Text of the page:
shopping for produce at our local market as they can engage directly with stall holders and tap into their knowledge of where the products come from. The locals loved the Sugar Story and felt an even greater connection with local food production.

At the end of my talk, I invited questions from the audience and there was one that came back unanimously:

“Who is doing it right?”

In the context of small easy to implement changes, this was meant in the context of the Supermarkets. We are really well catered for in Newark, we have a representation from all of the major retailers. We spoke about all of them with specific reference to two; Morrisons and Coop.

Morrisons as they appear to be making progress in the right direction and are creating a lot of noise regarding local via their advertising. Coop, because of the number of local options available. Specific mention was given to Lincolnshire Coop who have multiple outlets in Newark.  Not only do they have a wide range of locally sourced products, they are also doing a very good job of telling customers about it, not via their TV advertising but in store at the point of purchase.

This prompted another very interesting discussion around how customers want to be spoken to about local and what’s important to them. The verdict was that it is not enough to say “these carrots were grown by Frank in his field in Lincolnshire” they want to know why they should care that those carrots are grown by Frank. I.e. travelled less, fresher, support for rural communities. In short, it’s the why not the what, the benefit not the feature.

There was agreement amongst the audience that they liked what Lincolnshire Coop was doing by incorporating Local Brands into the main fixture as this made it easier to compare them to their Global and National counterparts. They also liked that Lincolnshire Coop were using clear signage at the point of purchase to highlight the local options.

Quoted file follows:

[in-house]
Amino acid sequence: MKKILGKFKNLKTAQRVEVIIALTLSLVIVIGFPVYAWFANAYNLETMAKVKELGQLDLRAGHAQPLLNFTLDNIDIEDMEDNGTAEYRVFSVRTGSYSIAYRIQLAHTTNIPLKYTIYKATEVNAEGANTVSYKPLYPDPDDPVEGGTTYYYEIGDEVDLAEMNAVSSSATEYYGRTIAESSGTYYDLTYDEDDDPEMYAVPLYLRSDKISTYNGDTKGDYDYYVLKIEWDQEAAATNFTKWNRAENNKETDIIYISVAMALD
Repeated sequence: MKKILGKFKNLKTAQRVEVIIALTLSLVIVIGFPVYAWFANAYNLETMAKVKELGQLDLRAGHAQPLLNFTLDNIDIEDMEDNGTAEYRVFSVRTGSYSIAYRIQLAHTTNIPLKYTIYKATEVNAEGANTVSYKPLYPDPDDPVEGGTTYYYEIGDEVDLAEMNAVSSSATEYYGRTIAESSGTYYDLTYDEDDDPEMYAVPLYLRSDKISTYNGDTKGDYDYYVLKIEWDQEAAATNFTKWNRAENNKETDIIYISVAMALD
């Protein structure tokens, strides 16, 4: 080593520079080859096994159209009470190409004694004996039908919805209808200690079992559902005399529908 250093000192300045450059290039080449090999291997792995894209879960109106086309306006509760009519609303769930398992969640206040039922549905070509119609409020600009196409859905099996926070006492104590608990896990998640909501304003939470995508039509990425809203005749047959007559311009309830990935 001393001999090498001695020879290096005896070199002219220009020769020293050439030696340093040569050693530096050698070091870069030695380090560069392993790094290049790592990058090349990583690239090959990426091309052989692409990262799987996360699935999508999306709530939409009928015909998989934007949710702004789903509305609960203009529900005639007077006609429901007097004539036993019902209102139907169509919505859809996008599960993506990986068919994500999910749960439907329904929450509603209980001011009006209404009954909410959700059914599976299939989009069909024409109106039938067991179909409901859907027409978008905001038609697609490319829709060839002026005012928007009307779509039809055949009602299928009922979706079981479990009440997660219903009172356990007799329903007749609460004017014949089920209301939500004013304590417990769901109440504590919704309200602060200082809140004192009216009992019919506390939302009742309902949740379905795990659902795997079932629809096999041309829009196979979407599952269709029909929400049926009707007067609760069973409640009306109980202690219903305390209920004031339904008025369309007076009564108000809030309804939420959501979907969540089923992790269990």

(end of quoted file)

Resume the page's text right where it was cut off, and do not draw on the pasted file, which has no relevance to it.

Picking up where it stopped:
So where am I going with this…? My recommendation to any Retailers that might be reading this and are committed to moving customers from Global to National to Local in a manner which is easy to understand and implement:

  1. Know your Union Jacks and use them wisely – educate Consumers on what it means to have this on pack without trying to trick them into thinking this is a product grown, made or produced in the UK when it is merely packed in the UK
  2. Don’t reinvent the wheel – if you already stock it, tell customers about it. Champion your local heroes within your existing Supplier Base, Silver Spoon for example – it’s a quick win!
  3. Educate customers in store, at main fixture at the point of purchase – present the local options to them so they can make an informed decision
  4. Communicate why customers should care – sell the benefits not the features
  5. Expand local options across more product categories – stocking a bunch of Franks carrots in a pack embellished with a Union Jack does not tick the box!
  6. Identify and work with Local Champions in the Communities you serve to tell customers what you are doing

If you want to discuss this further, please get in touch: leisa@findmetheleads.co.uk